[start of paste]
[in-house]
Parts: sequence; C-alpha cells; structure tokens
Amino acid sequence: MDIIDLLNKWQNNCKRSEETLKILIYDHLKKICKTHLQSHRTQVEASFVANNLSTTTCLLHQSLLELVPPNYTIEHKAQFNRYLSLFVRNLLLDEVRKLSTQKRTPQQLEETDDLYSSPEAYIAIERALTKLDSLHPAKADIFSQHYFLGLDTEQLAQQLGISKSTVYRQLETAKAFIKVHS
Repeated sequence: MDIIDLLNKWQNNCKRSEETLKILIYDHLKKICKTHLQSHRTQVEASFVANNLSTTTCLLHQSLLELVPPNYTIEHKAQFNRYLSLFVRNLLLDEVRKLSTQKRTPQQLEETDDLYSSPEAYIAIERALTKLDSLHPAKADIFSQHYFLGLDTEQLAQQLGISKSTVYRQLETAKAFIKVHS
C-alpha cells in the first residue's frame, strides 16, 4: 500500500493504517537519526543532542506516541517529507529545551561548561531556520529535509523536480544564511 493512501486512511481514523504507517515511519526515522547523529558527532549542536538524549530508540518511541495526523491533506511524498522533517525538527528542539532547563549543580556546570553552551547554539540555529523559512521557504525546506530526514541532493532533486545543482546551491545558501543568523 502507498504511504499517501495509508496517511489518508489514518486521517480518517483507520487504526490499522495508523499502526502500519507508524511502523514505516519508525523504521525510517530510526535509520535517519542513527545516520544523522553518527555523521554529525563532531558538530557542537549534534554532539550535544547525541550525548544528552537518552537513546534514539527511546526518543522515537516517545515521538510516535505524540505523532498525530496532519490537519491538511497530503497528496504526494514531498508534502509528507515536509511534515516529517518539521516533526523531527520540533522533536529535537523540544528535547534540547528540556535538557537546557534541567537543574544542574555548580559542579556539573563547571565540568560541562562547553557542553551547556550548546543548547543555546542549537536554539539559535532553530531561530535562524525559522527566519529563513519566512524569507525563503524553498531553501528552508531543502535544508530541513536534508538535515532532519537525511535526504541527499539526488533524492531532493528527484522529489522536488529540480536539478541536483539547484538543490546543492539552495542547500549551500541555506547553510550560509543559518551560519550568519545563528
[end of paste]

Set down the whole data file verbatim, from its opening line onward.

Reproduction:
[in-house]
Parts: sequence; C-alpha cells; structure tokens
Amino acid sequence: MDIIDLLNKWQNNCKRSEETLKILIYDHLKKICKTHLQSHRTQVEASFVANNLSTTTCLLHQSLLELVPPNYTIEHKAQFNRYLSLFVRNLLLDEVRKLSTQKRTPQQLEETDDLYSSPEAYIAIERALTKLDSLHPAKADIFSQHYFLGLDTEQLAQQLGISKSTVYRQLETAKAFIKVHS
Repeated sequence: MDIIDLLNKWQNNCKRSEETLKILIYDHLKKICKTHLQSHRTQVEASFVANNLSTTTCLLHQSLLELVPPNYTIEHKAQFNRYLSLFVRNLLLDEVRKLSTQKRTPQQLEETDDLYSSPEAYIAIERALTKLDSLHPAKADIFSQHYFLGLDTEQLAQQLGISKSTVYRQLETAKAFIKVHS
C-alpha cells in the first residue's frame, strides 16, 4: 500500500493504517537519526543532542506516541517529507529545551561548561531556520529535509523536480544564511 493512501486512511481514523504507517515511519526515522547523529558527532549542536538524549530508540518511541495526523491533506511524498522533517525538527528542539532547563549543580556546570553552551547554539540555529523559512521557504525546506530526514541532493532533486545543482546551491545558501543568523 502507498504511504499517501495509508496517511489518508489514518486521517480518517483507520487504526490499522495508523499502526502500519507508524511502523514505516519508525523504521525510517530510526535509520535517519542513527545516520544523522553518527555523521554529525563532531558538530557542537549534534554532539550535544547525541550525548544528552537518552537513546534514539527511546526518543522515537516517545515521538510516535505524540505523532498525530496532519490537519491538511497530503497528496504526494514531498508534502509528507515536509511534515516529517518539521516533526523531527520540533522533536529535537523540544528535547534540547528540556535538557537546557534541567537543574544542574555548580559542579556539573563547571565540568560541562562547553557542553551547556550548546543548547543555546542549537536554539539559535532553530531561530535562524525559522527566519529563513519566512524569507525563503524553498531553501528552508531543502535544508530541513536534508538535515532532519537525511535526504541527499539526488533524492531532493528527484522529489522536488529540480536539478541536483539547484538543490546543492539552495542547500549551500541555506547553510550560509543559518551560519550568519545563528